How The Cognitive Behavioural Therapy Process is Applied
CBT provides a short-term, goal focused and highly structured approach to therapeutic assessment, recovery and resilience. At Think CBT we use the "ASPIRE" model to organise the CBT process over the following six steps:
The process of therapeutic change is managed over six key phases. Whilst this Provides a general sequential basis for organising therapy, the process is iterative and responsive to the specific needs of the client.
- Assessment - This involves an assessment of the presenting problem, how the problem negatively influences thoughts, emotions, behaviours and physical sensations, the factors that trigger and maintain the problem, the things that make it better or worse, ideas on what originally caused the problem, any relevant medical or psychological history and a formulation or "blueprint" of how the problem operates. The formulation provides the basis for planning and selecting the right treatment and the identification of goals for therapy.
- Stabilisation - This involves identifying and teaching general CBT techniques for re-establishing sufficient personal stability, confidence and clarity to fully engage in the broader CBT change process. This may involve some psycho education on the causes of the distress, relaxation or mindfulness exercises, some early modelling or mini-experiments to provide an initial breakthrough. Care is always taken to avoid strengthening any unhelpful safety or avoidance behaviours. Feedback from this phase is incorporated into the formulation of the problem and the identification of SMART goals.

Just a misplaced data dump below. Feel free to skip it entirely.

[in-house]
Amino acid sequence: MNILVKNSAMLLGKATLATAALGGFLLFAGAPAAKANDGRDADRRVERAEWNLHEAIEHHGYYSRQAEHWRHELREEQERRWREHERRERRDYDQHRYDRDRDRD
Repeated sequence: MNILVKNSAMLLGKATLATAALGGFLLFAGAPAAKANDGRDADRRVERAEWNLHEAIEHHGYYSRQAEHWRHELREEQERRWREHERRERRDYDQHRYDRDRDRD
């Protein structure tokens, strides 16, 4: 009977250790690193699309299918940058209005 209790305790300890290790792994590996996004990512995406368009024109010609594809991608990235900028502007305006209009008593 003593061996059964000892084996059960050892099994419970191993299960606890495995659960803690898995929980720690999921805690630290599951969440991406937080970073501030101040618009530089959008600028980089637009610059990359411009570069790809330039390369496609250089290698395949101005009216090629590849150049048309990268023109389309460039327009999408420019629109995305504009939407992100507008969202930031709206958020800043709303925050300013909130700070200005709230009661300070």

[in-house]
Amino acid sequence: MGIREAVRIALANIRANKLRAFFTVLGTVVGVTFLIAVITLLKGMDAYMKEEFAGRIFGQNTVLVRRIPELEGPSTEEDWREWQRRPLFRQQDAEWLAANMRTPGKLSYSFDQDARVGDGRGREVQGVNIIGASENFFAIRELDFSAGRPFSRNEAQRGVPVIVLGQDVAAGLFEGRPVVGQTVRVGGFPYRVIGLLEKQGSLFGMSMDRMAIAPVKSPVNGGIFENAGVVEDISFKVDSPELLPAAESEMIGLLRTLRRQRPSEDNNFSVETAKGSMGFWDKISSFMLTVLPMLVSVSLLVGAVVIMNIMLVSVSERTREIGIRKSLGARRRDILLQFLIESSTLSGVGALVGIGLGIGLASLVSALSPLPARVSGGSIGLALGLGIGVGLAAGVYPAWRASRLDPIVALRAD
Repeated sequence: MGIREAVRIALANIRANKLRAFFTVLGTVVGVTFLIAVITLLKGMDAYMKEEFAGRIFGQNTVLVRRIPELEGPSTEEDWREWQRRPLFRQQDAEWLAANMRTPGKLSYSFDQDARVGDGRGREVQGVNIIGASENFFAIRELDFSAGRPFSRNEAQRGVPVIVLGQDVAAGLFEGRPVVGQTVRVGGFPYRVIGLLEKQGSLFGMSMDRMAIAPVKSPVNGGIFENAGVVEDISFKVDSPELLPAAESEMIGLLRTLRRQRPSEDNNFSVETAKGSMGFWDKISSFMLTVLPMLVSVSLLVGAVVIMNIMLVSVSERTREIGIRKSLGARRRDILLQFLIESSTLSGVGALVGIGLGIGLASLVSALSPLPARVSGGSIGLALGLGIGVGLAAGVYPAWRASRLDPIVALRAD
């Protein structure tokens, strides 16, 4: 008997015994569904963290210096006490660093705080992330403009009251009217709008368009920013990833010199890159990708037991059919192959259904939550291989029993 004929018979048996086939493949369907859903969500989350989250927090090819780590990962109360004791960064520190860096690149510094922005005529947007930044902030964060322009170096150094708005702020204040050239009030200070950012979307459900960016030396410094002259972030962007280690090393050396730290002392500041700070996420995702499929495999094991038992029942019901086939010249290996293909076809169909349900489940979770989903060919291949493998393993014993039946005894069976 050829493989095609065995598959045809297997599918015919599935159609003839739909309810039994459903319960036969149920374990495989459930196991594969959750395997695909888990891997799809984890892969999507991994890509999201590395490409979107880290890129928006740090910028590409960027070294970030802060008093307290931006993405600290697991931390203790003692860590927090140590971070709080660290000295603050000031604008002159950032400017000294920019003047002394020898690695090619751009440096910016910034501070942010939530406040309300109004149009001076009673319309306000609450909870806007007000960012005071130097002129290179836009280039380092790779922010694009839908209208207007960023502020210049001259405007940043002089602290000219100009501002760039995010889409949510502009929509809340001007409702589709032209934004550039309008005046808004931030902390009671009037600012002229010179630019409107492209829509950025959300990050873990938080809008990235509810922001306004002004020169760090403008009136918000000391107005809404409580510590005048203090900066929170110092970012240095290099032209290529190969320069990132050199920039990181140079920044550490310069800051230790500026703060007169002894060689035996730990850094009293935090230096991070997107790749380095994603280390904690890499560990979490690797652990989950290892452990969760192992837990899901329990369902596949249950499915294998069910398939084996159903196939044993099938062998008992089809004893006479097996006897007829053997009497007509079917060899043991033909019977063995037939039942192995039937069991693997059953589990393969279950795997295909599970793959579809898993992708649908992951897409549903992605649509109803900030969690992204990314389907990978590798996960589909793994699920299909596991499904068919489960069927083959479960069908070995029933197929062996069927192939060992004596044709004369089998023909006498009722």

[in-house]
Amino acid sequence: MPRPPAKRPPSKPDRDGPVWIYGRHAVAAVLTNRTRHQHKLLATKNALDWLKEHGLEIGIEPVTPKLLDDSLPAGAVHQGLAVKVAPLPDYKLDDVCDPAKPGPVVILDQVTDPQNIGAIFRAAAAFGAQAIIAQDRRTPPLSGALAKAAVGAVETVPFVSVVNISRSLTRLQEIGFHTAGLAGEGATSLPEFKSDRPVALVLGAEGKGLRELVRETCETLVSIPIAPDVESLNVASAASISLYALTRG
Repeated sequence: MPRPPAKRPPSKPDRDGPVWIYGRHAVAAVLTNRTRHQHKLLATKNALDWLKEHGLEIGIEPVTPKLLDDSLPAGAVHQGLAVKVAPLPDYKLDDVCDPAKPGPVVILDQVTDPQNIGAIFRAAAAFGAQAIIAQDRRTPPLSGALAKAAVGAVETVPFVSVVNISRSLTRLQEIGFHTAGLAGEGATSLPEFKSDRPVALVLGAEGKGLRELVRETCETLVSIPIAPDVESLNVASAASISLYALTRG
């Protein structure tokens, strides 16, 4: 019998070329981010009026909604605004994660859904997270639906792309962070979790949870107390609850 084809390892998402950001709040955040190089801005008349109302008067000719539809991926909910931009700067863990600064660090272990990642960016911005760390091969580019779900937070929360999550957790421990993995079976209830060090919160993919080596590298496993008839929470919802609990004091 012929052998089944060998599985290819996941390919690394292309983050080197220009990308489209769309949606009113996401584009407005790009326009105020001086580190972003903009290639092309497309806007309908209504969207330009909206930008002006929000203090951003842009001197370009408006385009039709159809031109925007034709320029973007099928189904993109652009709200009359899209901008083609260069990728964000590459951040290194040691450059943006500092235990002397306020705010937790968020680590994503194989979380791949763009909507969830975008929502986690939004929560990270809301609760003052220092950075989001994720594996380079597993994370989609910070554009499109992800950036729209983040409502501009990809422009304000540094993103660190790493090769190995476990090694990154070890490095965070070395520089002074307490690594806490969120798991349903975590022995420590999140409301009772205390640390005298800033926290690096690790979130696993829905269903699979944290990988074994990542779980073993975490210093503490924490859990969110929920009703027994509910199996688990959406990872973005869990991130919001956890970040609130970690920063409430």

- Planning - This involves identifying, selecting and sequencing the right cognitive and behavioural techniques to tackle the different aspects of the problem as identified in the initial formulation. The different options are jointly reviewed by the therapist and the client and a treatment plan is collaboratively agreed. This includes CBT interventions to be used in sessions, between session assignments and the overall timescales for therapy.
- Interventions - This is the main treatment phase of the CBT process. Most approaches involve a combination of cognitive (thinking) and behavioural (doing) change methods. Typical interventions include verbal, written, marginal, problem solving, role play, acting-out experiments, and gradual exposure exercises. A large part of this phase of the process is dedicated to applying what is learnt in the session, to the clients real life situations. The techniques used are always safe and relevant to the problem.